Cyrielle Raingou | Cameroon
What do you do in your home country and what do you hope to do upon your return? In particular, with the integration of your experiences here?
I'm a filmmaker and director. I make films. I am already preparing the shooting of my documentary film, I will begin shooting in November. Now in the United States I am also shooting a film. I will be shooting a film in Austin doing my PDA. Next year I will work a little more on my project focused on rural women called ‘Le Limegbie’. Next year in January we are going to travel to different villages to train rural women how to make short documentaries about their lives. They are going to use mobile phones to do that. We are going to train 10 women per village. We have been working on this project since last year.
I am efficient at making documentaries. This year I mostly work on documentaries and I like to use mixed medias. My story telling methods are atypical. I use animation, comics, and mix that with documentary videos and live shots. The main character who I will focus on shooting in November is always talking in proverbs. I really want to capture those proverbs in animation and comics.
In my country we have a very painful situation. In the north region we have Boko Haram, that Boko Haram are a Cameroonian Islamist cult born in Nigeria in the late 2000’s. They are still striking in the frontier with Nigeria, Niger and Cameroon. They transform women into victims and force them to become warriors and commit suicide bombings. You also have the Cameroonians. Since 2016, in the Southern regions, there is a government crisis with Anglophone people who are reclaiming some rights. We are a bilingual country and that often means we have two different cultures. It is a civil war. You have the government killing people from that part of Cameroon and you have people from that part of Cameroon killing military from that population. My short film is a cry about my hatred for war. It is a story about people stuck in that situation and killing their own brothers. I want to make that more realistic and shoot it as a documentary film. I like to work with that barrier, choosing a narrative style that can mash with what I am trying to tell. Even though its fiction, it's still based on something real that's happening now.
Philly - I am meeting a lot of fantastic people and they inspire me. But this city is what inspires me, people are too kind, warm, and you can see that cohabitation is possible. It's a land that since I've been here since the first day they've been telling me its the city of neighborhood and I wish we could live this way in Cameroon. People here are different but at the same time they are living together, they are sharing their lives. Learning how to be a leader in the civic domain will help me to improve my project with development. Since I am a director, this fellowship helps me to improve my position as a leader and make me more open to understand the people I am working with. I am counting to make official partnerships. Why not bring people from here to my country for the continuation of my program? For example, we apply for the Mandela Washington fellowship, and we are seventeen from Cameroon that benefit from this fellowship, but thousands apply. I want to find a way to bring a program such as the fellowship to Cameroon and teach all those that did not make it through the application process about leadership and civic engagement. I want people from my country to have the opportunity to benefit from the program even if they are not travelling to the United States. They can stay in Cameroon but have the same opportunity that I’ve had. I am really working on developing this with Drexel University.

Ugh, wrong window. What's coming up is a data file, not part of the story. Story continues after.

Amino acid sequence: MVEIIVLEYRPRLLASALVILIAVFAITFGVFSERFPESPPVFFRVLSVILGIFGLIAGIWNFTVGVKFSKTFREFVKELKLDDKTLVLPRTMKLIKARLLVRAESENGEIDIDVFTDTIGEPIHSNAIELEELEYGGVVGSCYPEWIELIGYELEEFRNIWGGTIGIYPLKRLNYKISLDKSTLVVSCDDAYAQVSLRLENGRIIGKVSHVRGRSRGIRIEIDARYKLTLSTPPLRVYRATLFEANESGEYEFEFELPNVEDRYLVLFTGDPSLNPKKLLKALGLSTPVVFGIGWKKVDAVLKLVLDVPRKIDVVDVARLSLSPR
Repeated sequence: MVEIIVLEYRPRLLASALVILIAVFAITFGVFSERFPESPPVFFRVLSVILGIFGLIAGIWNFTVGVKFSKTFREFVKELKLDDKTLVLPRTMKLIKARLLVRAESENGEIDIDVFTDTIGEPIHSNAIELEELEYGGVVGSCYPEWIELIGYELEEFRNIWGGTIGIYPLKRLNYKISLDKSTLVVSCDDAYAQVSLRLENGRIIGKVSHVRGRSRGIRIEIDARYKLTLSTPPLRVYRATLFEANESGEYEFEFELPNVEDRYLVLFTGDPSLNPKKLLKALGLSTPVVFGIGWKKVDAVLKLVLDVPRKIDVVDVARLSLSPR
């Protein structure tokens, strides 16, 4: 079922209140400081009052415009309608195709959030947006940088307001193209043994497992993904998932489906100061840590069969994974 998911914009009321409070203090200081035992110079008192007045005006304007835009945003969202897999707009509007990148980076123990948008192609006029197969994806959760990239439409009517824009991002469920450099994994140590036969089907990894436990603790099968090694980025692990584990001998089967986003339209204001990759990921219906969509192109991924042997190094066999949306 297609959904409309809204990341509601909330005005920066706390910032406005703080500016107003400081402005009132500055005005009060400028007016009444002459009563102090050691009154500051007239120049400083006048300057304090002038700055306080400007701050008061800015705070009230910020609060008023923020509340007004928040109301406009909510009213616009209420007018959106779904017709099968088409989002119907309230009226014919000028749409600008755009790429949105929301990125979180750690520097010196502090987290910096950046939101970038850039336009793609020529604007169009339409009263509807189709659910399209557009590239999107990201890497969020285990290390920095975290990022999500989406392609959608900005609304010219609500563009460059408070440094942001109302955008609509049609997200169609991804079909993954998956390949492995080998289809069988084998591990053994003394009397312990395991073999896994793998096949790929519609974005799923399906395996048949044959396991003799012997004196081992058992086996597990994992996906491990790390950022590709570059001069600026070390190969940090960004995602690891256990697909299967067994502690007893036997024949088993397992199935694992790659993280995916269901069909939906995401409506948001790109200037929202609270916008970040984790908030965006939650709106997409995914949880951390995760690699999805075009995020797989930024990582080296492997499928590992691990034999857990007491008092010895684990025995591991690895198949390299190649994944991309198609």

What is your favorite thing about your home country? How about Philadelphia?
We love life. This is why I am so sad about the situation we have now. We love living our life, enjoy being happy, thats why everytime I am outside of my country I can’t stop thinking about going back to my country. We are too smart.
In Philadelphia, I notice that universities are close to neighborhoods. I think this is important for both the community and students. For example, the Dornsife center allows students to be able to get together with people living in the neighborhood. We don't have that kind of experience in my country. When I was student I was living close to university and we had people living there for long time and I am sad because we didn't have the opportunity to talk to them and meet them. Maybe we can copy that kind of process where we can ask students and the people living in the community to collaborate, because in the end, by the time you finish college you can learn more about the realities around you than just the books and studying. Then just looking for a job. Looking for a job, you become more conscious of what surrounds you and that can make you more human. Even when you will be called to take certain decisions. You pass through neighborhoods and you won't take unpersonal decisions.
Do you have any hobbies or an interesting fact you wish to share about yourself?
Chess. I love chess. Its my favorite hobby. I also love cinema.
If I were to come to your home country, what is the first thing I should eat?
The Ndolé. It's really famous in my country. You will eat that with sweet potatoes or plantains. They put usually big shrimps. Smoked fish.